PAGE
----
I wonder how much longer #4 will be excited about going to school. 5th grade this year, it’s still at the Elementary school, so he has one more year before the Middle School Shark Pool becomes his domain. The good news is, he’s already heading into the murky waters of puberty, so he won’t be one of those kids who looks 10 when they’re in 8th grade. He’s taking after Terry, who was shaving and sporting chest hair in the 7th grade. That, and his height, will be in his favor. As will his tendency to not take no shi…er…stuff off nobody.
This morning he got up at 5:30, dressed up in all new clothes (including a rather…um…Brightly Colored pair of shoes he chose) and sat bouncing in the chair as he supervised the making of lunch. He did his chores with good cheer (how much longer will THAT last?) and we waited on the front porch, as we have done nearly every school morning for the last 5 years. Precious time, that. We talk and wonder who’s going to be his teacher (bad mom forgot the open house until it was already over), plotted his next vacation (October) and talked about girls. “Mom,” he said, “last year there were 3 girls who kept harassing me, said they liked me and wanted to be my girlfriend. I’ve found it’s easier to just ignore them for now.” Good young man, that. 4th grade is far too young to be fooling with relationships like that. 5th grade is too, in my opinion.
I love the return to routine that the school year allows. There is a flurry of activity from 5:30 until the bus comes at 7:10, and then, quiet. A second cup of coffee and 30 minutes of the news. I get to turn the radio on to my favorite station and listen to music the rest of the day, or spend an hour watching a recorded TV show. Lunch at noon, the boy home at 3, and then homework, getting dinner on, baths and to bed. Lather, rinse, repeat. I am a creature who requires set routine and predictable outcomes to be content. If I want excitement, it must be planned, like a trip to Six Flags or Savannah.
Now that David is moved into the small apartment downstairs, I can pretend that he’s not really there (except for today, he left a note asking to be gotten up at 9 because he can’t find his cellphone which doubles as his alarm clock). Indeed, I am Home Alone, just me, the laundry, and our nonfunctioning air conditioner.
That’s right. It’s August 3 and our A/C is on the fritz. It’s ok. Terry has determined the nature of the issue (the squirrel cage fan has died for some reason) and can supervise the repair and replacement, once he finds a replacement. Calls around town will ensue, and he has found 2 places online that sell the new part. A/C is very important to Terry. Personally, I can take or leave it, being fine with a fan and a wet washcloth on my neck. I’ve done it before and I don’t really like the cold anyway. He, however, works in a harsh and hot environment. The textile mill runs about 115 degrees and 100% humidity July-October, and he wants nothing more than to come home to a cool house and a cold beer. I have a feeling supper tonight will be something cold and light. I feel a grilled chicken lettuce wrap coming on!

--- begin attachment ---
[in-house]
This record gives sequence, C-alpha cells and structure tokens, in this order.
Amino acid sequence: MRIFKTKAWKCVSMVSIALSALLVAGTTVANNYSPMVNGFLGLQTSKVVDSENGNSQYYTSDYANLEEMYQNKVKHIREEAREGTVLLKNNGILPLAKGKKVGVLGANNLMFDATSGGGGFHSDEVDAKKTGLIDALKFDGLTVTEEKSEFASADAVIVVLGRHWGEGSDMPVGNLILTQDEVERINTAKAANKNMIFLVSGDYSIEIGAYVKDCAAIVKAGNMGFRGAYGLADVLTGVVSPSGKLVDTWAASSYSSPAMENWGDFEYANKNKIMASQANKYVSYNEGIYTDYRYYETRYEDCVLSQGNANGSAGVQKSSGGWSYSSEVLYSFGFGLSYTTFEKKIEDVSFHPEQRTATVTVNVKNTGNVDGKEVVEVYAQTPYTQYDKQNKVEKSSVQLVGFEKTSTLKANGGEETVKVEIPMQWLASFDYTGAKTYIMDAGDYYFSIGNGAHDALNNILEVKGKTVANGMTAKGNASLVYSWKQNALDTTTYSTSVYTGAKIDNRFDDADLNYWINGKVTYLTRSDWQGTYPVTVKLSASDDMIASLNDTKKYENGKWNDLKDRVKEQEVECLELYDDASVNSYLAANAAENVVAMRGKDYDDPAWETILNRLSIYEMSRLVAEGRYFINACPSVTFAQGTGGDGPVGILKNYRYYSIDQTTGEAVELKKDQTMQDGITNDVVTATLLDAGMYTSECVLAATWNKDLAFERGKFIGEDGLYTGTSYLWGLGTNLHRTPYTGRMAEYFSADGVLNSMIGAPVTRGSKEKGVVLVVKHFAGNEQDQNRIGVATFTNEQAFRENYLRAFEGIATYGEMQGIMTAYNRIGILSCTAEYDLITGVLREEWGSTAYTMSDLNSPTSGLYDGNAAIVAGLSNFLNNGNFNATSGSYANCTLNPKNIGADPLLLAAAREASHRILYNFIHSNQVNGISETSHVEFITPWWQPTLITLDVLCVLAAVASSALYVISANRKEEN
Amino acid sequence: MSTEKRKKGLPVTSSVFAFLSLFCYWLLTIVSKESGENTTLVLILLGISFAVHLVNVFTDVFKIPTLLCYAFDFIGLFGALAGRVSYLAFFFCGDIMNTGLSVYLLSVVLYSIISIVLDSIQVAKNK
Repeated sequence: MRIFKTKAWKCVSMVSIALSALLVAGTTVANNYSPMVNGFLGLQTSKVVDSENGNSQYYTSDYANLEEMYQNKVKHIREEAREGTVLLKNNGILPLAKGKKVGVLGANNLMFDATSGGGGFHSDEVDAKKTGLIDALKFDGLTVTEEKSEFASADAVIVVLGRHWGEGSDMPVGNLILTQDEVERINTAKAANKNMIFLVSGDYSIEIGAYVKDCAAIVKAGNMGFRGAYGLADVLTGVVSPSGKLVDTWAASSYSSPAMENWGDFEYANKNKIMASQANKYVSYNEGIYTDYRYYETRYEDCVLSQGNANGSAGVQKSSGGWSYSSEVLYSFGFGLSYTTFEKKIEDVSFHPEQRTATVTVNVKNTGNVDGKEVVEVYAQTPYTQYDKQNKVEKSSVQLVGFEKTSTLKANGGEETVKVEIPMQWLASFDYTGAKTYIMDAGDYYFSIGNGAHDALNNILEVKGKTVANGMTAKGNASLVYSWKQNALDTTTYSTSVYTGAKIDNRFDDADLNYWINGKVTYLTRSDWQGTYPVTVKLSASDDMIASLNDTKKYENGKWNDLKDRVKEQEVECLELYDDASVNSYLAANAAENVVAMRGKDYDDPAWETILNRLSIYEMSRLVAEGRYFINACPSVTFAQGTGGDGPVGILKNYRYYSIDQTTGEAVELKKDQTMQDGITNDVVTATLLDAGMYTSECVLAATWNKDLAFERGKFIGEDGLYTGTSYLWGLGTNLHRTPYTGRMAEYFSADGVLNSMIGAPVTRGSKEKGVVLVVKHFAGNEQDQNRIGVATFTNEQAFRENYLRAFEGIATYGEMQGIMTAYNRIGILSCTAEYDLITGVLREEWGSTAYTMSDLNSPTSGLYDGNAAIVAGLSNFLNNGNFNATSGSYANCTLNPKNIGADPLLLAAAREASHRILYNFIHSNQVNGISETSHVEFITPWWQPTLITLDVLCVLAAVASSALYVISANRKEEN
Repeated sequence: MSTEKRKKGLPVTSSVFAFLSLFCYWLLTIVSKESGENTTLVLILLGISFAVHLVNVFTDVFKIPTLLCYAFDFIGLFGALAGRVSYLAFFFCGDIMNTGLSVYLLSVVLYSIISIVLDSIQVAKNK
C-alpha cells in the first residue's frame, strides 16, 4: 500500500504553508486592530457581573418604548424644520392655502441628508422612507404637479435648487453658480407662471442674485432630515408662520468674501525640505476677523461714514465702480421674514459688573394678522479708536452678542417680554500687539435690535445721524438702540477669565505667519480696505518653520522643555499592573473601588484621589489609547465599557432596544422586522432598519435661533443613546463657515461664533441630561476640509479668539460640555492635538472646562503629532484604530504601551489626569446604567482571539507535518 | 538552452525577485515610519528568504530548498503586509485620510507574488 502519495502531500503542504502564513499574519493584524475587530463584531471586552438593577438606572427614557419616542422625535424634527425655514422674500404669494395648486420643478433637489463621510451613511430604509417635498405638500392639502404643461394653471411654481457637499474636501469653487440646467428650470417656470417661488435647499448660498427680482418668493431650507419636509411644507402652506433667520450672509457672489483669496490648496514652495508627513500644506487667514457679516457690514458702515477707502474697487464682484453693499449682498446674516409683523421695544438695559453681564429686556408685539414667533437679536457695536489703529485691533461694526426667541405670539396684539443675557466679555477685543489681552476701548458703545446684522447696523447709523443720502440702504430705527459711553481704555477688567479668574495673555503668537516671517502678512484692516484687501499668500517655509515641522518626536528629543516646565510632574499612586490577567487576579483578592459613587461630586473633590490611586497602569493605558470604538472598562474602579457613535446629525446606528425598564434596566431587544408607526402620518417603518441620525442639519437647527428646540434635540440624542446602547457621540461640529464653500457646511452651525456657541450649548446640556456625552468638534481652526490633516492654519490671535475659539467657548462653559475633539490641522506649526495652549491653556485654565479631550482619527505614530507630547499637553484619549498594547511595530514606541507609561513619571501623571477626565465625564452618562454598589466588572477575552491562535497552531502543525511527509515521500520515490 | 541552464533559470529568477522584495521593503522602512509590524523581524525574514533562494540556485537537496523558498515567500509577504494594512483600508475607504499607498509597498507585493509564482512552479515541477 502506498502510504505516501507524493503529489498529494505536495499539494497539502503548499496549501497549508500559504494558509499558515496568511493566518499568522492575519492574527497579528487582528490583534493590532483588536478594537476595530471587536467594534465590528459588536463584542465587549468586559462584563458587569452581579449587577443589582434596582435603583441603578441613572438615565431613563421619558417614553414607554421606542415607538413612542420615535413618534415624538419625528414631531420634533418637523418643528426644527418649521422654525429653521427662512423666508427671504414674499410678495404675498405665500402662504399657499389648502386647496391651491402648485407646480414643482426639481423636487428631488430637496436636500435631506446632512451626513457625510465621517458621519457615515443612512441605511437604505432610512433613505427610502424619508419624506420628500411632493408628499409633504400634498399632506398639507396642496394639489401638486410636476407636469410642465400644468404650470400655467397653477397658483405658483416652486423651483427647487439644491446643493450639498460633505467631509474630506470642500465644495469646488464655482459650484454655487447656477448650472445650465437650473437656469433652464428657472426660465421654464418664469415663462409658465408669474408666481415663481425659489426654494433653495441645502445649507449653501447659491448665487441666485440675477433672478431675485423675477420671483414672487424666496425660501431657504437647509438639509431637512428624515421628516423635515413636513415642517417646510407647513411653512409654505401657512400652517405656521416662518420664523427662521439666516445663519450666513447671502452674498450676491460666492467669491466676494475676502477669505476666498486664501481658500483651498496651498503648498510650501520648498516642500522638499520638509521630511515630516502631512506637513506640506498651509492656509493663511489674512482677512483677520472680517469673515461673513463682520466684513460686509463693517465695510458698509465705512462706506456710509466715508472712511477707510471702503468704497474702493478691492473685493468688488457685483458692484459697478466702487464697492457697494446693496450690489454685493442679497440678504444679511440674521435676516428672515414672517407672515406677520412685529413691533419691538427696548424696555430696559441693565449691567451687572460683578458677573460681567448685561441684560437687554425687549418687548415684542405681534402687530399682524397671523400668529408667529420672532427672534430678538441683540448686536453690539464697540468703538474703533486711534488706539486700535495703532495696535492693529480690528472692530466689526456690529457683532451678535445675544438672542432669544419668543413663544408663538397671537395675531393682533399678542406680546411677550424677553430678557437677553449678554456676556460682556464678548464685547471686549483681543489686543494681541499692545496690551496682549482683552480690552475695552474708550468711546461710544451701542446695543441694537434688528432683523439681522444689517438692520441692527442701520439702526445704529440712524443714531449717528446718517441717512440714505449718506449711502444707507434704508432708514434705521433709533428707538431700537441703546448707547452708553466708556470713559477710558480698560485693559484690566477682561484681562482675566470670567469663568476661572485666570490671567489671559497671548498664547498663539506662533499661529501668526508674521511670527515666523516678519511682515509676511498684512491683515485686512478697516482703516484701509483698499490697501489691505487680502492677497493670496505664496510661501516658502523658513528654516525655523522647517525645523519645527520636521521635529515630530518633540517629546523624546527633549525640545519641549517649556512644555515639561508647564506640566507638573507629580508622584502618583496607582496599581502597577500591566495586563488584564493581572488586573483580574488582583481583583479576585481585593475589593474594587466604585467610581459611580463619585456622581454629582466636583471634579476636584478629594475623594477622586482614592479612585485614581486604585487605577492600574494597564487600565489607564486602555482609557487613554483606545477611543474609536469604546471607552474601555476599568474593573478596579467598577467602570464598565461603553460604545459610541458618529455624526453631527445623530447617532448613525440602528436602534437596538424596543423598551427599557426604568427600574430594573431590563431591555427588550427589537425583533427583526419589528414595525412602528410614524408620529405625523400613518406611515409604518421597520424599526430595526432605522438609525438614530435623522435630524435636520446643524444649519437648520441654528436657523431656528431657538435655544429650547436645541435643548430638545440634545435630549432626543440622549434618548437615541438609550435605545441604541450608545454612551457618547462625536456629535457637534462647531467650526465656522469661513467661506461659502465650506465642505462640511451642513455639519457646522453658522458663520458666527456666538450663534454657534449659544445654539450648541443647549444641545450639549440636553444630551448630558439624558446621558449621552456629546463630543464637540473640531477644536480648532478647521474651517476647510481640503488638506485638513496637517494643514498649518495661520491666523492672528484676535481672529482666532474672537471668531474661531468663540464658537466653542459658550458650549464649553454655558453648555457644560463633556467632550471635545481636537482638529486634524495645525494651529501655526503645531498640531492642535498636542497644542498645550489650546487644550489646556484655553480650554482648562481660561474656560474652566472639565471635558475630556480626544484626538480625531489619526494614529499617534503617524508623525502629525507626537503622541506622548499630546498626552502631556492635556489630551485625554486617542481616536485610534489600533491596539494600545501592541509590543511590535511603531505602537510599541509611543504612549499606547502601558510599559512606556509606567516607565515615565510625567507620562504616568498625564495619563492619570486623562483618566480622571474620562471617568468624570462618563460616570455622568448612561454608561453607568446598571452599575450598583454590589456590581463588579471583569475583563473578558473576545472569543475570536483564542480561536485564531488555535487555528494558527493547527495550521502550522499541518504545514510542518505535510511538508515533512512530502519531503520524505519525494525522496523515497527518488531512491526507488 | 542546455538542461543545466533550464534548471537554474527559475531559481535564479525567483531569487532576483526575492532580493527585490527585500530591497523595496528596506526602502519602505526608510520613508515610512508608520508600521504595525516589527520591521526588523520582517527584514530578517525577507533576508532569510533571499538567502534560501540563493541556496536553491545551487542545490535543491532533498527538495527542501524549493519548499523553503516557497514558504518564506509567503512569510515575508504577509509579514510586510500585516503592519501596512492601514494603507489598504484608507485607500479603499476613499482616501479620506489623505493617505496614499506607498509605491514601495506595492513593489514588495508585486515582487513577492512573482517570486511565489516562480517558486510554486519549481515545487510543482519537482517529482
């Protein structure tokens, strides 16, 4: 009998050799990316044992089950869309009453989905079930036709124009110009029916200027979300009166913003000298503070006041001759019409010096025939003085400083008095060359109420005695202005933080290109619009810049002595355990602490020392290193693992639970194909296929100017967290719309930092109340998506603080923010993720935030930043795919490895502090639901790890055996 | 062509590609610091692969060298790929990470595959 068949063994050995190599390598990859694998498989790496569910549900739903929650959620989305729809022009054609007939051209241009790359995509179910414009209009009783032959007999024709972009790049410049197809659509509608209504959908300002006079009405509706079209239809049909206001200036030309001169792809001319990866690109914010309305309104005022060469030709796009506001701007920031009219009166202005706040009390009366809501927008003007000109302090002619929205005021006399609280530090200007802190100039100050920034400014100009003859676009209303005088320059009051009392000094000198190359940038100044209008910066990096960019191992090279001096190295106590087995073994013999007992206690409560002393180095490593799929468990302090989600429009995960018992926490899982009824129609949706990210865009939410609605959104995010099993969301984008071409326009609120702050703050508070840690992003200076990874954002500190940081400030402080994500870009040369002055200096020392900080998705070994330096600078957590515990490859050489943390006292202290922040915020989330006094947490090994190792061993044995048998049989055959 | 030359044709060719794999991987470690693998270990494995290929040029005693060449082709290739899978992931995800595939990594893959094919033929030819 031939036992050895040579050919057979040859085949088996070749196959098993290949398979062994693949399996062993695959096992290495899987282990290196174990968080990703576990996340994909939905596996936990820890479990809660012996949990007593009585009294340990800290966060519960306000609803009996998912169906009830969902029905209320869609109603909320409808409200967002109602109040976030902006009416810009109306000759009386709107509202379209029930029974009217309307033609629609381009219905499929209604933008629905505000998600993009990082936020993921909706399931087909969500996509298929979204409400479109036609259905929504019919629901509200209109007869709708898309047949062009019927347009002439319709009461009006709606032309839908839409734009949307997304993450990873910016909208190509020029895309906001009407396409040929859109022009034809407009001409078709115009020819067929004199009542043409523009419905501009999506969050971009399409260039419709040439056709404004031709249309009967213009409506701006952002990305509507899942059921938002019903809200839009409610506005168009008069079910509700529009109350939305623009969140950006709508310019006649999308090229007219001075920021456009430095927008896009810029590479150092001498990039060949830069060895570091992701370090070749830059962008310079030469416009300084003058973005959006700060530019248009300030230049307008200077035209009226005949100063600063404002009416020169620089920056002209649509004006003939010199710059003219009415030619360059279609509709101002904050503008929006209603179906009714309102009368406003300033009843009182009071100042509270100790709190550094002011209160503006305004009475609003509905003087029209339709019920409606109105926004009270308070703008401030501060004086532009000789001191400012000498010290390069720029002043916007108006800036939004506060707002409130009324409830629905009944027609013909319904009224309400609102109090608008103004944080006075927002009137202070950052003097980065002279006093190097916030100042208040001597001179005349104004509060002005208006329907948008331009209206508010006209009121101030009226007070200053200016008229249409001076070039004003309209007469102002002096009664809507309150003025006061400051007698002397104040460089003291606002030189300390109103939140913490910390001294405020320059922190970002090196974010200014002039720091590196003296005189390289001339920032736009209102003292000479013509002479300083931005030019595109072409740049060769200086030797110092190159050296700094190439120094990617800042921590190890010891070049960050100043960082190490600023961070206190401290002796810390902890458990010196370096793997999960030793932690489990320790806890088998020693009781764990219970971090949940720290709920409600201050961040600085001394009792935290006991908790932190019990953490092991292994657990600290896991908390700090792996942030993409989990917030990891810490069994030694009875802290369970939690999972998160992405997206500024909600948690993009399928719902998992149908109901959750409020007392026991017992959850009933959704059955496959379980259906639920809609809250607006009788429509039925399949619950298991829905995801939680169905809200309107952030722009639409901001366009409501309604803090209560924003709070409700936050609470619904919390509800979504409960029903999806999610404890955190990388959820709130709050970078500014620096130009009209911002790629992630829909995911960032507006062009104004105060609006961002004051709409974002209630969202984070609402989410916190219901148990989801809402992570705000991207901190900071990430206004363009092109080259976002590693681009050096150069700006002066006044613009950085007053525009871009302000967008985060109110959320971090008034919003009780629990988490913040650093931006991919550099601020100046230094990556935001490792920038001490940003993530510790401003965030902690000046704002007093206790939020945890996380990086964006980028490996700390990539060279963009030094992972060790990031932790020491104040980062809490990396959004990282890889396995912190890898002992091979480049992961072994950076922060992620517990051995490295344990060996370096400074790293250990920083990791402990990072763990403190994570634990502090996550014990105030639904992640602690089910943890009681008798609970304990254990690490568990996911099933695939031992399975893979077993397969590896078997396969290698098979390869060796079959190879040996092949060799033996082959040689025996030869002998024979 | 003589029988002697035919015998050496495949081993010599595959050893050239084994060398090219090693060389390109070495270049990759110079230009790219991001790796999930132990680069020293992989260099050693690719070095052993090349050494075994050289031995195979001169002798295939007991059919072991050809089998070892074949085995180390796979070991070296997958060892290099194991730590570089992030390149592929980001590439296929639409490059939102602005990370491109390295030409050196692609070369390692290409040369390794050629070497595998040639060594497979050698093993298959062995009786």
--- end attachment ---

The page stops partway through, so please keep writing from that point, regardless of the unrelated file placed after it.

Anyway, first day of school. August 3. Remember when school started after Labor Day? I remember 3 solid months of summer vacation. 3 months of sleeping until however late I wanted to, eating tomato sandwiches and swimming at the community pool. 3 months of traipsing through the woods behind the house, where it was always 10 degrees cooler than anywhere else. 3 whole months that felt like an eternal bliss, 3 months of not being harassed by my peers, of playing with my dog, Daisy, and of staying up past 10 to play spotlight kickball in the field across the street. I loved the summers and it makes me a little bit sad that my kids can’t experience the same sort of thing I did. “But Mom,” they say, “You didn’t have internet or anything!” True that, so I spent my time reading books and outside. Kids these days!